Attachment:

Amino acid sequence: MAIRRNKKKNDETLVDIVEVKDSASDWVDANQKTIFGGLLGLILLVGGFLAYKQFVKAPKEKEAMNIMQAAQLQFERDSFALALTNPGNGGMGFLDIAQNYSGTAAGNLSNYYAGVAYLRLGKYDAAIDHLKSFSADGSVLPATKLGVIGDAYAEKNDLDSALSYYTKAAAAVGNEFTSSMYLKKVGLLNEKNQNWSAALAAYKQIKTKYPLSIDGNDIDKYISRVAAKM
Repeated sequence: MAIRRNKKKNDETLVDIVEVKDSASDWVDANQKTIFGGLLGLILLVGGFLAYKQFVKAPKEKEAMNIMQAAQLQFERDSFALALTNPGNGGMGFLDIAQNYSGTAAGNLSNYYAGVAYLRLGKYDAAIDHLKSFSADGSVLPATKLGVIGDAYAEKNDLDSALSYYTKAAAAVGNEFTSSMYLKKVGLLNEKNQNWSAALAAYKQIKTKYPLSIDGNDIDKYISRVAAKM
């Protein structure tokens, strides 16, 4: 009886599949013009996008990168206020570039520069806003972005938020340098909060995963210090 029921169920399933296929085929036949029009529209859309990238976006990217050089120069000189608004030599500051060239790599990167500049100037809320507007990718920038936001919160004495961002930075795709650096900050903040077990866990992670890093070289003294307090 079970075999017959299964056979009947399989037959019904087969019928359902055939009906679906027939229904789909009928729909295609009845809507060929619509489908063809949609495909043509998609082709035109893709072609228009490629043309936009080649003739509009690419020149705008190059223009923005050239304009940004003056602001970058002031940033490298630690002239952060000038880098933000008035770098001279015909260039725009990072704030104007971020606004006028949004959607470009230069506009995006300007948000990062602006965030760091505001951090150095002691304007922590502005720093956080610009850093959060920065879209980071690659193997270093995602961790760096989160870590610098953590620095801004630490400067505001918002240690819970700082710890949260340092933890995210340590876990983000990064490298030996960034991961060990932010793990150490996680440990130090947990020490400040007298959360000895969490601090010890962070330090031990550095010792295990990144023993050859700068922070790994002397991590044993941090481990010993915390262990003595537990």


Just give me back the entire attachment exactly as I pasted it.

Amino acid sequence: MAIRRNKKKNDETLVDIVEVKDSASDWVDANQKTIFGGLLGLILLVGGFLAYKQFVKAPKEKEAMNIMQAAQLQFERDSFALALTNPGNGGMGFLDIAQNYSGTAAGNLSNYYAGVAYLRLGKYDAAIDHLKSFSADGSVLPATKLGVIGDAYAEKNDLDSALSYYTKAAAAVGNEFTSSMYLKKVGLLNEKNQNWSAALAAYKQIKTKYPLSIDGNDIDKYISRVAAKM
Repeated sequence: MAIRRNKKKNDETLVDIVEVKDSASDWVDANQKTIFGGLLGLILLVGGFLAYKQFVKAPKEKEAMNIMQAAQLQFERDSFALALTNPGNGGMGFLDIAQNYSGTAAGNLSNYYAGVAYLRLGKYDAAIDHLKSFSADGSVLPATKLGVIGDAYAEKNDLDSALSYYTKAAAAVGNEFTSSMYLKKVGLLNEKNQNWSAALAAYKQIKTKYPLSIDGNDIDKYISRVAAKM
């Protein structure tokens, strides 16, 4: 009886599949013009996008990168206020570039520069806003972005938020340098909060995963210090 029921169920399933296929085929036949029009529209859309990238976006990217050089120069000189608004030599500051060239790599990167500049100037809320507007990718920038936001919160004495961002930075795709650096900050903040077990866990992670890093070289003294307090 079970075999017959299964056979009947399989037959019904087969019928359902055939009906679906027939229904789909009928729909295609009845809507060929619509489908063809949609495909043509998609082709035109893709072609228009490629043309936009080649003739509009690419020149705008190059223009923005050239304009940004003056602001970058002031940033490298630690002239952060000038880098933000008035770098001279015909260039725009990072704030104007971020606004006028949004959607470009230069506009995006300007948000990062602006965030760091505001951090150095002691304007922590502005720093956080610009850093959060920065879209980071690659193997270093995602961790760096989160870590610098953590620095801004630490400067505001918002240690819970700082710890949260340092933890995210340590876990983000990064490298030996960034991961060990932010793990150490996680440990130090947990020490400040007298959360000895969490601090010890962070330090031990550095010792295990990144023993050859700068922070790994002397991590044993941090481990010993915390262990003595537990």